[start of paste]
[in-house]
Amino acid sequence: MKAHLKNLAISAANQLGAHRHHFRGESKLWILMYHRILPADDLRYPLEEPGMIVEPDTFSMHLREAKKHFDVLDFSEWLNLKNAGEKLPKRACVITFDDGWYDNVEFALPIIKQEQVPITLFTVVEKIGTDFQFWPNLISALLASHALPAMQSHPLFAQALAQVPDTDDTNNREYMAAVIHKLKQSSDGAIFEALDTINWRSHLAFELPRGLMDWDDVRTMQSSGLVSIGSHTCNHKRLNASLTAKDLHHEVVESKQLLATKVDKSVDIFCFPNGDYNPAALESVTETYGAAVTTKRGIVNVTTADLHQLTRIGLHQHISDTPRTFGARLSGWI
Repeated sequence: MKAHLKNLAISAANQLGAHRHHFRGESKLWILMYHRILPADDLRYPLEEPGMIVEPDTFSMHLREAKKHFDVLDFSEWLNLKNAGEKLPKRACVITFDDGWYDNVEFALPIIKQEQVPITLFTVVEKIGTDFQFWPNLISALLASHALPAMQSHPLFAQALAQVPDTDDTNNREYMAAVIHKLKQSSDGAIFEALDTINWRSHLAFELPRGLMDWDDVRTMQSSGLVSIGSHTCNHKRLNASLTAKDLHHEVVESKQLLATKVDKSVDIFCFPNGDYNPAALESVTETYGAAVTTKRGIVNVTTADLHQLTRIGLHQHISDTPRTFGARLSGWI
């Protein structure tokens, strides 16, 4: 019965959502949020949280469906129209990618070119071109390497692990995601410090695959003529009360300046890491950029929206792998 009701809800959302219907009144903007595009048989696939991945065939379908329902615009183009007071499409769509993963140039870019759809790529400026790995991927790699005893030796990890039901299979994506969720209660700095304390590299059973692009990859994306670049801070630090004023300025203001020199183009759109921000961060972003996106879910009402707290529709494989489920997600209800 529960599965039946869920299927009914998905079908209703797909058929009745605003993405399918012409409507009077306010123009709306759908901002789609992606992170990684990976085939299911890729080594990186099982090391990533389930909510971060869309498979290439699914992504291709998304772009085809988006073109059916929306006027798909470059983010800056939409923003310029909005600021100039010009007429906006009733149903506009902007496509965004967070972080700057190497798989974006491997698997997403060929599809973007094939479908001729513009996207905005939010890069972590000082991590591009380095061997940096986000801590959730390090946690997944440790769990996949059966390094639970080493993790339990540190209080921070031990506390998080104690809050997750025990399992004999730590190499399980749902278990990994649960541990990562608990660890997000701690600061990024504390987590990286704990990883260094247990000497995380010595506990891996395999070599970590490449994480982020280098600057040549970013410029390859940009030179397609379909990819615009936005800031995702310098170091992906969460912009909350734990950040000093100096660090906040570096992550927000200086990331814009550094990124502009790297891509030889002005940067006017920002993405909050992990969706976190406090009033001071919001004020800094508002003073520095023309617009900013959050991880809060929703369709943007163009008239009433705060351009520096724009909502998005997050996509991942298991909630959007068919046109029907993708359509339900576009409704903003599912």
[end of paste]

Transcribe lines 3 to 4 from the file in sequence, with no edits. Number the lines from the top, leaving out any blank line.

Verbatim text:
Repeated sequence: MKAHLKNLAISAANQLGAHRHHFRGESKLWILMYHRILPADDLRYPLEEPGMIVEPDTFSMHLREAKKHFDVLDFSEWLNLKNAGEKLPKRACVITFDDGWYDNVEFALPIIKQEQVPITLFTVVEKIGTDFQFWPNLISALLASHALPAMQSHPLFAQALAQVPDTDDTNNREYMAAVIHKLKQSSDGAIFEALDTINWRSHLAFELPRGLMDWDDVRTMQSSGLVSIGSHTCNHKRLNASLTAKDLHHEVVESKQLLATKVDKSVDIFCFPNGDYNPAALESVTETYGAAVTTKRGIVNVTTADLHQLTRIGLHQHISDTPRTFGARLSGWI
């Protein structure tokens, strides 16, 4: 019965959502949020949280469906129209990618070119071109390497692990995601410090695959003529009360300046890491950029929206792998 009701809800959302219907009144903007595009048989696939991945065939379908329902615009183009007071499409769509993963140039870019759809790529400026790995991927790699005893030796990890039901299979994506969720209660700095304390590299059973692009990859994306670049801070630090004023300025203001020199183009759109921000961060972003996106879910009402707290529709494989489920997600209800 529960599965039946869920299927009914998905079908209703797909058929009745605003993405399918012409409507009077306010123009709306759908901002789609992606992170990684990976085939299911890729080594990186099982090391990533389930909510971060869309498979290439699914992504291709998304772009085809988006073109059916929306006027798909470059983010800056939409923003310029909005600021100039010009007429906006009733149903506009902007496509965004967070972080700057190497798989974006491997698997997403060929599809973007094939479908001729513009996207905005939010890069972590000082991590591009380095061997940096986000801590959730390090946690997944440790769990996949059966390094639970080493993790339990540190209080921070031990506390998080104690809050997750025990399992004999730590190499399980749902278990990994649960541990990562608990660890997000701690600061990024504390987590990286704990990883260094247990000497995380010595506990891996395999070599970590490449994480982020280098600057040549970013410029390859940009030179397609379909990819615009936005800031995702310098170091992906969460912009909350734990950040000093100096660090906040570096992550927000200086990331814009550094990124502009790297891509030889002005940067006017920002993405909050992990969706976190406090009033001071919001004020800094508002003073520095023309617009900013959050991880809060929703369709943007163009008239009433705060351009520096724009909502998005997050996509991942298991909630959007068919046109029907993708359509339900576009409704903003599912």